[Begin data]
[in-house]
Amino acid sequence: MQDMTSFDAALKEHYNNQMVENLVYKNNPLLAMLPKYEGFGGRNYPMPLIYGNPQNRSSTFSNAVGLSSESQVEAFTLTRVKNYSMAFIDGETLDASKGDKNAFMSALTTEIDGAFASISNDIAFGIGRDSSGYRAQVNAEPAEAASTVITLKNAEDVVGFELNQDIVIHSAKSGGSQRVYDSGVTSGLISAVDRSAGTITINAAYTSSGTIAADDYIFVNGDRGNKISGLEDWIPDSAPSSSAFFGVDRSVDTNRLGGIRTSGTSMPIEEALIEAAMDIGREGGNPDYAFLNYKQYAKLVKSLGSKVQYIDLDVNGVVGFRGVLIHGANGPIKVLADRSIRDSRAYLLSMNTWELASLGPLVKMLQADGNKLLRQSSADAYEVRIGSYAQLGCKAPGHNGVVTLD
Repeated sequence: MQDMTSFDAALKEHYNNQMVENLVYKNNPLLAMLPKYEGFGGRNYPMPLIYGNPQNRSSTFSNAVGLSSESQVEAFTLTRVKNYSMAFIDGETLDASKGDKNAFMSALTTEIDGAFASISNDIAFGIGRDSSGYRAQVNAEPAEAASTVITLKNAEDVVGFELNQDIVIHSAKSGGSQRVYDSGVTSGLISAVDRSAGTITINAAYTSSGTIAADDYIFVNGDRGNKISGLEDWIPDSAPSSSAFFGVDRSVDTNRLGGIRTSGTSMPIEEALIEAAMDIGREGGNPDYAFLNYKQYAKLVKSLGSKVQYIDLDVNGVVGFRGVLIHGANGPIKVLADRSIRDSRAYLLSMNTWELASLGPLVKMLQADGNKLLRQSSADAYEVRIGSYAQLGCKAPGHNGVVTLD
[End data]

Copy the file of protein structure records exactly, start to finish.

[in-house]
Amino acid sequence: MQDMTSFDAALKEHYNNQMVENLVYKNNPLLAMLPKYEGFGGRNYPMPLIYGNPQNRSSTFSNAVGLSSESQVEAFTLTRVKNYSMAFIDGETLDASKGDKNAFMSALTTEIDGAFASISNDIAFGIGRDSSGYRAQVNAEPAEAASTVITLKNAEDVVGFELNQDIVIHSAKSGGSQRVYDSGVTSGLISAVDRSAGTITINAAYTSSGTIAADDYIFVNGDRGNKISGLEDWIPDSAPSSSAFFGVDRSVDTNRLGGIRTSGTSMPIEEALIEAAMDIGREGGNPDYAFLNYKQYAKLVKSLGSKVQYIDLDVNGVVGFRGVLIHGANGPIKVLADRSIRDSRAYLLSMNTWELASLGPLVKMLQADGNKLLRQSSADAYEVRIGSYAQLGCKAPGHNGVVTLD
Repeated sequence: MQDMTSFDAALKEHYNNQMVENLVYKNNPLLAMLPKYEGFGGRNYPMPLIYGNPQNRSSTFSNAVGLSSESQVEAFTLTRVKNYSMAFIDGETLDASKGDKNAFMSALTTEIDGAFASISNDIAFGIGRDSSGYRAQVNAEPAEAASTVITLKNAEDVVGFELNQDIVIHSAKSGGSQRVYDSGVTSGLISAVDRSAGTITINAAYTSSGTIAADDYIFVNGDRGNKISGLEDWIPDSAPSSSAFFGVDRSVDTNRLGGIRTSGTSMPIEEALIEAAMDIGREGGNPDYAFLNYKQYAKLVKSLGSKVQYIDLDVNGVVGFRGVLIHGANGPIKVLADRSIRDSRAYLLSMNTWELASLGPLVKMLQADGNKLLRQSSADAYEVRIGSYAQLGCKAPGHNGVVTLD